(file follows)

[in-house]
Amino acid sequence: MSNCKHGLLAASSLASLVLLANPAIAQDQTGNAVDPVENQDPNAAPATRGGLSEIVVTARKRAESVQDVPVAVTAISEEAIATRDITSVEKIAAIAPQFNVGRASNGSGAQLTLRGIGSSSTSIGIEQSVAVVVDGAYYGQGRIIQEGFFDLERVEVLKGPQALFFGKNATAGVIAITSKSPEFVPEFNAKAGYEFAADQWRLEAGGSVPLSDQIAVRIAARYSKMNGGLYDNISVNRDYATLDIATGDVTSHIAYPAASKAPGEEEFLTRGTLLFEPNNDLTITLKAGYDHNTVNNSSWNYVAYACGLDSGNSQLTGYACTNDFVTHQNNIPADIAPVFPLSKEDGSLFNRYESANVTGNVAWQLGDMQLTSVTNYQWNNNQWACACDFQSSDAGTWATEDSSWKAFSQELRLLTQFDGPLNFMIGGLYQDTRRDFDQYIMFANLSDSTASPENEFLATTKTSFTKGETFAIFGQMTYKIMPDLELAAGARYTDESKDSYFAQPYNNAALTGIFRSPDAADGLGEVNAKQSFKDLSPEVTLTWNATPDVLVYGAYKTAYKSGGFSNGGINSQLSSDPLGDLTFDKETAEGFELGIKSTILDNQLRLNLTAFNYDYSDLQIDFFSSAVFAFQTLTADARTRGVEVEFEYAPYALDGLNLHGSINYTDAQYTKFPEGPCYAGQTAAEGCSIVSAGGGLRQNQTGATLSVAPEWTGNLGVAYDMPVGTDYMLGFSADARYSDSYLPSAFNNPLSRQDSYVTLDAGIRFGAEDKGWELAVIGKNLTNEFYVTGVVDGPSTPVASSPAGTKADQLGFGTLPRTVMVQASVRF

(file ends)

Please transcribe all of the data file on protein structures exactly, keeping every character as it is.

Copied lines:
[in-house]
Amino acid sequence: MSNCKHGLLAASSLASLVLLANPAIAQDQTGNAVDPVENQDPNAAPATRGGLSEIVVTARKRAESVQDVPVAVTAISEEAIATRDITSVEKIAAIAPQFNVGRASNGSGAQLTLRGIGSSSTSIGIEQSVAVVVDGAYYGQGRIIQEGFFDLERVEVLKGPQALFFGKNATAGVIAITSKSPEFVPEFNAKAGYEFAADQWRLEAGGSVPLSDQIAVRIAARYSKMNGGLYDNISVNRDYATLDIATGDVTSHIAYPAASKAPGEEEFLTRGTLLFEPNNDLTITLKAGYDHNTVNNSSWNYVAYACGLDSGNSQLTGYACTNDFVTHQNNIPADIAPVFPLSKEDGSLFNRYESANVTGNVAWQLGDMQLTSVTNYQWNNNQWACACDFQSSDAGTWATEDSSWKAFSQELRLLTQFDGPLNFMIGGLYQDTRRDFDQYIMFANLSDSTASPENEFLATTKTSFTKGETFAIFGQMTYKIMPDLELAAGARYTDESKDSYFAQPYNNAALTGIFRSPDAADGLGEVNAKQSFKDLSPEVTLTWNATPDVLVYGAYKTAYKSGGFSNGGINSQLSSDPLGDLTFDKETAEGFELGIKSTILDNQLRLNLTAFNYDYSDLQIDFFSSAVFAFQTLTADARTRGVEVEFEYAPYALDGLNLHGSINYTDAQYTKFPEGPCYAGQTAAEGCSIVSAGGGLRQNQTGATLSVAPEWTGNLGVAYDMPVGTDYMLGFSADARYSDSYLPSAFNNPLSRQDSYVTLDAGIRFGAEDKGWELAVIGKNLTNEFYVTGVVDGPSTPVASSPAGTKADQLGFGTLPRTVMVQASVRF